The Brittany is an agile, energetic gun dog that was originally bred as a stylish bird-hunting dog on both sides of the Atlantic. A versatile sporting dog, Brittanys make an intelligent, affectionate, and playful pet for families, while also eager and tireless out in the field. As such, it’s a breed that requires a great deal of exercise, but one that will enjoy every active moment with its family. Bird dog lovers and families alike appreciate the “softness” of the Brittany’s face and its high-set ears, as well as its high energy level and eagerness to please.
- Group: Sporting Group
- Weight: 30 to 40 pounds
- Height 17.5 to 20.5 inches
- Coat: Dense, flat, or wavy
- Colors: Combinations of white and orange or reddish-brown; clear or roan patterns
- Life Expectancy: 12 to 14 years
Characteristics of the Brittany Dog
|Tendency to Bark||Medium|
|Amount of Shedding||Medium|
History of the Brittany Dog
Although Brittanys resemble spaniels, the dog actually has more of the working characteristics of a pointer or setter. Therefore, the American Kennel Club dropped the word “spaniel” from this pointing breed’s name in 1982. Brittany dogs earned their name because they were developed in the Brittany province of France between the 17th and 19th centuries. They were officially recognized as a breed in 1907.
A pointing breed that was designed to become a versatile gundog, the Brittany was adept at both pointing and retrieving, which made these dogs well-suited to working in an array of country environments. Though few records were kept on this breed, it’s believed that the dogs that contributed to the Brittany’s development were the English Setter, Welsh Springer Spaniel, and possibly some other French spaniel breeds.
The Brittany’s skills as a bird dog soon made the breed in-demand with hunters in other countries. The Brittany dog came to the United States in 1931 and, since then, they have also become popular family dogs because of their medium size and affectionate, friendly personality.
Brittany Dog Care
A happy and alert dog, the Brittany is a rugged, high-energy breed that will require daily exercise, including frequent outdoor adventures, or extra long walks every day. The dogs' convenient size and athletic build help them thrive in homes of people with active lifestyles, whether it's going for hikes or playing rigorous games of fetch. If the Brittany dog does not receive ample exercise, they are likely to develop behavioral issues, such as barking and hyperactivity to destructive chewing. The Brittany dog’s wash-and-wear coat will need just a weekly brushing to control shedding.
A sensitive dog with a softer temperament, the Brittany responds best to gentle, calm training. They are not likely to do well in tense, stressful home environments or situations. Fortunately, the breed is smart and eager to please, so they aren’t particularly difficult to train.
Brittany dogs crave companionship, so they are susceptible to separation anxiety when left alone for more than a few hours. Some Brittany dogs become anxious, which they will express by chewing and barking. Like most breeds, the Brittany also needs proper training and socialization; when well-socialized, most of these dogs will become gentle and peaceful with both people and other animals.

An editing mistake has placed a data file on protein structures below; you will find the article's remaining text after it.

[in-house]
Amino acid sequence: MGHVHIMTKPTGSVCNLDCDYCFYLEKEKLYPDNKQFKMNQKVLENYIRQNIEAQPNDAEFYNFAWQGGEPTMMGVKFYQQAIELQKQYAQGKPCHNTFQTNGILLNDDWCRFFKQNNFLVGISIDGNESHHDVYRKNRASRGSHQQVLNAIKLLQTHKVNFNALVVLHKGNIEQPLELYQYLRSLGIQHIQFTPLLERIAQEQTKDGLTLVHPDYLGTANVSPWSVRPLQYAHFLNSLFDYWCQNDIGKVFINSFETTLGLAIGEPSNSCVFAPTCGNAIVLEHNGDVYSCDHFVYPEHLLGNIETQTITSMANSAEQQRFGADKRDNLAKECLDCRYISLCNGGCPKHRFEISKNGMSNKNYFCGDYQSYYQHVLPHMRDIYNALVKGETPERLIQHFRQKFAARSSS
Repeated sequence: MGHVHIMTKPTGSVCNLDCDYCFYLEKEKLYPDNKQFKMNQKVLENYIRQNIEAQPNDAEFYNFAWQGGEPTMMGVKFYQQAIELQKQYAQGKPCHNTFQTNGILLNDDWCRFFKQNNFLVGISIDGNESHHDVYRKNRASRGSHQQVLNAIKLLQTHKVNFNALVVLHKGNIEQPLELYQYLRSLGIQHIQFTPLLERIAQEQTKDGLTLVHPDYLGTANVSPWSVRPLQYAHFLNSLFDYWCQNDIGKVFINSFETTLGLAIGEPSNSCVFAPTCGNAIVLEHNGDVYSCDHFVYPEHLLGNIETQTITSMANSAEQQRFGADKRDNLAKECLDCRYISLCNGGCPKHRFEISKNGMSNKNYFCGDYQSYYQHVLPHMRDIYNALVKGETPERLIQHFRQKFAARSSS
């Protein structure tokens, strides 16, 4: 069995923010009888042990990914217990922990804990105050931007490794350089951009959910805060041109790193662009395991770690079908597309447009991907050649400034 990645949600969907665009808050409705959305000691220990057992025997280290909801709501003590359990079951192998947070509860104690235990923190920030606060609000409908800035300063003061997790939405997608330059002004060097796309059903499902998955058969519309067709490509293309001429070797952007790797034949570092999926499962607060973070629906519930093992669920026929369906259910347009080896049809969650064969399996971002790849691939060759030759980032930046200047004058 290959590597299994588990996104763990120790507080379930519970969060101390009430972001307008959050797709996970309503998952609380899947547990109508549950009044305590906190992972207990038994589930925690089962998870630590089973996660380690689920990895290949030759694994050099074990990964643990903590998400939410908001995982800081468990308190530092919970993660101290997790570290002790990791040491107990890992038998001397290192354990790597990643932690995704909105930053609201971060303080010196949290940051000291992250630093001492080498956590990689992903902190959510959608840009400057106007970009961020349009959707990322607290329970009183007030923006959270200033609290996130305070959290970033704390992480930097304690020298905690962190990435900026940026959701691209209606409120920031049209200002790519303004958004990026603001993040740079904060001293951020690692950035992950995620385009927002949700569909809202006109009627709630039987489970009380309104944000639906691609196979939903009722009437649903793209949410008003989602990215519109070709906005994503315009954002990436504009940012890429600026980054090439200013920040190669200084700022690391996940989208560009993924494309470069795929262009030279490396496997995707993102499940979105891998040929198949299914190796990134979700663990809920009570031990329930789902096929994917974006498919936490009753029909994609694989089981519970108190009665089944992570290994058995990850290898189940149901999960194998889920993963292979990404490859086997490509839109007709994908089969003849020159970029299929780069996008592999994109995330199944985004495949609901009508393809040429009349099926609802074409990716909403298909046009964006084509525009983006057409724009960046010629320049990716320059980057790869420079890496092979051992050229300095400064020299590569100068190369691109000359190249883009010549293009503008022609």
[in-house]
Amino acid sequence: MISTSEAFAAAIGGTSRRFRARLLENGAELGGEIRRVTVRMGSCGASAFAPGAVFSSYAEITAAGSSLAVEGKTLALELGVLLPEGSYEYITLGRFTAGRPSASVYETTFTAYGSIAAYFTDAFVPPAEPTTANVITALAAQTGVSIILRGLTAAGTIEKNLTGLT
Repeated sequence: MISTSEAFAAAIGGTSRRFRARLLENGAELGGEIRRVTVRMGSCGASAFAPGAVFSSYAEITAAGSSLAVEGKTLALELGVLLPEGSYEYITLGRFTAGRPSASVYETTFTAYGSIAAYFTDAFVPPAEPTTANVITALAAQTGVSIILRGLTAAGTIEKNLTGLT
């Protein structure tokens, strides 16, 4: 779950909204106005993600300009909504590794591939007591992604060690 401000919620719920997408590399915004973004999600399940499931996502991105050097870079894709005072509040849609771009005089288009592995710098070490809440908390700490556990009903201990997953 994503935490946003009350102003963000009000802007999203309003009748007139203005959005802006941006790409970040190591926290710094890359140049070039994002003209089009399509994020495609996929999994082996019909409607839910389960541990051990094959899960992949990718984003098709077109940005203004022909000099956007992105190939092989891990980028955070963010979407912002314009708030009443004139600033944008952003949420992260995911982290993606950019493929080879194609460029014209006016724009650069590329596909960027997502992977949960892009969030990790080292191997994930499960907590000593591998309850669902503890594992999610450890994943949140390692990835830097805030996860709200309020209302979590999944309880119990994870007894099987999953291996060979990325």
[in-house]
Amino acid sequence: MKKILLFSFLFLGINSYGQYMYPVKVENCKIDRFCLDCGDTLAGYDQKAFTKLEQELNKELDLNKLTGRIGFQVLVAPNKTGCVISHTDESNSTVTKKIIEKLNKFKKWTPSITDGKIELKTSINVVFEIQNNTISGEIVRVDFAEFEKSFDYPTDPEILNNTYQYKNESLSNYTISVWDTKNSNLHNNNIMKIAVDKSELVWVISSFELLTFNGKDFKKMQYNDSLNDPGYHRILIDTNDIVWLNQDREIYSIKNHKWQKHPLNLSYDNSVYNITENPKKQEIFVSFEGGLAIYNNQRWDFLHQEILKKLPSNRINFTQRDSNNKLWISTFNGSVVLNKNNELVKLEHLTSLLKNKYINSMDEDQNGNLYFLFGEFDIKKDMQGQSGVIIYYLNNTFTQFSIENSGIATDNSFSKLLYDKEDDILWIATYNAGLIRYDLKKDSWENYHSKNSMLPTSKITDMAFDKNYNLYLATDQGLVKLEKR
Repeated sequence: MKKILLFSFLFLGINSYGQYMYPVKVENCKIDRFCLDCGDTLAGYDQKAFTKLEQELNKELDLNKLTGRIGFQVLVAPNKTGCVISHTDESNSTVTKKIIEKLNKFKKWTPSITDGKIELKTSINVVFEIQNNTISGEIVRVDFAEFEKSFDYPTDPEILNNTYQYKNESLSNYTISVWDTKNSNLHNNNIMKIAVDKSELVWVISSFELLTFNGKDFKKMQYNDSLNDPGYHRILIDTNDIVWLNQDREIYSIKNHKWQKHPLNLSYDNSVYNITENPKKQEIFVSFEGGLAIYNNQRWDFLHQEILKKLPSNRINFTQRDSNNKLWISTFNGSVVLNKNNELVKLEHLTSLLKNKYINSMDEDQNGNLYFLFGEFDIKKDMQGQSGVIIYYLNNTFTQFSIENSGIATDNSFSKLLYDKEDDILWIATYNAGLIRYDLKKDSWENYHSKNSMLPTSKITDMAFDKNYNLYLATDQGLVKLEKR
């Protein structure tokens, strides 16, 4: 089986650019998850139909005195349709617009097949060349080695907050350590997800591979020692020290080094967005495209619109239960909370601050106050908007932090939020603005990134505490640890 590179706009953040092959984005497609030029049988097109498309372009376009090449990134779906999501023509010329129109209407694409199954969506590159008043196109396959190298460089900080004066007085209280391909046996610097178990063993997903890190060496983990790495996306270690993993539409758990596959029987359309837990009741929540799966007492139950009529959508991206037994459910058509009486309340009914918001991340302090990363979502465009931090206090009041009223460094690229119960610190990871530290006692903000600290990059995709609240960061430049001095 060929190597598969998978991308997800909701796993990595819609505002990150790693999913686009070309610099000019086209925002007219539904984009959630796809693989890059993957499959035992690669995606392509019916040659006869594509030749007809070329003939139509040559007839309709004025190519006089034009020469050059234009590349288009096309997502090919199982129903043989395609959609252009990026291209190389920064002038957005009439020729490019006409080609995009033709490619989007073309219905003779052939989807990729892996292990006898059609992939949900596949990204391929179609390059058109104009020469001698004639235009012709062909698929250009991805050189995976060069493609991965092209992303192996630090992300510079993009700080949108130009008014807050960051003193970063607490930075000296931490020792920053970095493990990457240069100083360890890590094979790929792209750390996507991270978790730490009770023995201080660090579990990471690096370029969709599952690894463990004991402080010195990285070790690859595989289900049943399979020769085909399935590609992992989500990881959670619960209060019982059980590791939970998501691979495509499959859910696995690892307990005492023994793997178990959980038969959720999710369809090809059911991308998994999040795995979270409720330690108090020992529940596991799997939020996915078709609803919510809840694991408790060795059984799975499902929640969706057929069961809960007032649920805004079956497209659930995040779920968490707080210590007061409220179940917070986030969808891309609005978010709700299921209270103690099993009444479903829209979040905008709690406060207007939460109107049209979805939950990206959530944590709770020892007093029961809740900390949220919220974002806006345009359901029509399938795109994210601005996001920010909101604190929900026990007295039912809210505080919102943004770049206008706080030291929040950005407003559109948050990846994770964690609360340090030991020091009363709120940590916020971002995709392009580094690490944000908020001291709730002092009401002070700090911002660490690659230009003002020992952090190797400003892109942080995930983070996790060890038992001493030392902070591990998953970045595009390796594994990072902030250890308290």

Some Brittany Dogs may be timid, submissive, and have a tendency to whine, so early socialization will help them develop a confident, easygoing temperament. Adolescents can be particularly submissive, so they may urinate when becoming over-excited or intimidated, such as when an adult is standing over them or reaching over to pet them. This issue can also be corrected with time and training.
Common Health Problems
The Brittany is generally a healthy breed but prone to some genetic health issues, including:
- Hip dysplasia: A malformation of the hip joint
- Epilepsy: A seizure disorder
- Hypothyroidism: A condition that occurs when not enough of the thyroid hormone is being secreted
- Adult cataracts: The result of a the eye's lens growing thick and opaque, blocking vision
- Cleft palate: A condition that occurs at birth in which there's an opening between the mouth and nose because of improper growth
Due to their high levels of activity, Brittany owners may also have to have their dogs treated for physical injuries that can happen while playing or working outdoors, such as lacerations, broken bones, or ligament tears.
Diet and Nutrition
The Brittany Dog will perform well with any high-quality dog food but will thrive on a higher-protein diet. As an especially active breed, they may require more water than the average dog.
Aim to please their humans.
High-energy pals for active people.
Don't need a lot of grooming, making them low-maintenance when it comes to hair care.
Often demonstrate separation anxiety.
Prone to genetic health issues, particularly hip dysplasia.
Need a lot of attention, which isn't ideal for people who are out of the home most of the day.
Where to Adopt or Buy a Brittany Dog
A Brittany may be available at local pet shelters or dog foster groups within your area. To find Brittanys available near you, visit a reputable rescue group, such as:
More Dog Breeds and Further Research
When determining if the Brittany Dog is the right dog for you, be sure to research all aspects of the breed and consult other Brittany Dog owners, breeders, and rescue groups to learn more. Be sure to check out these other dog breeds: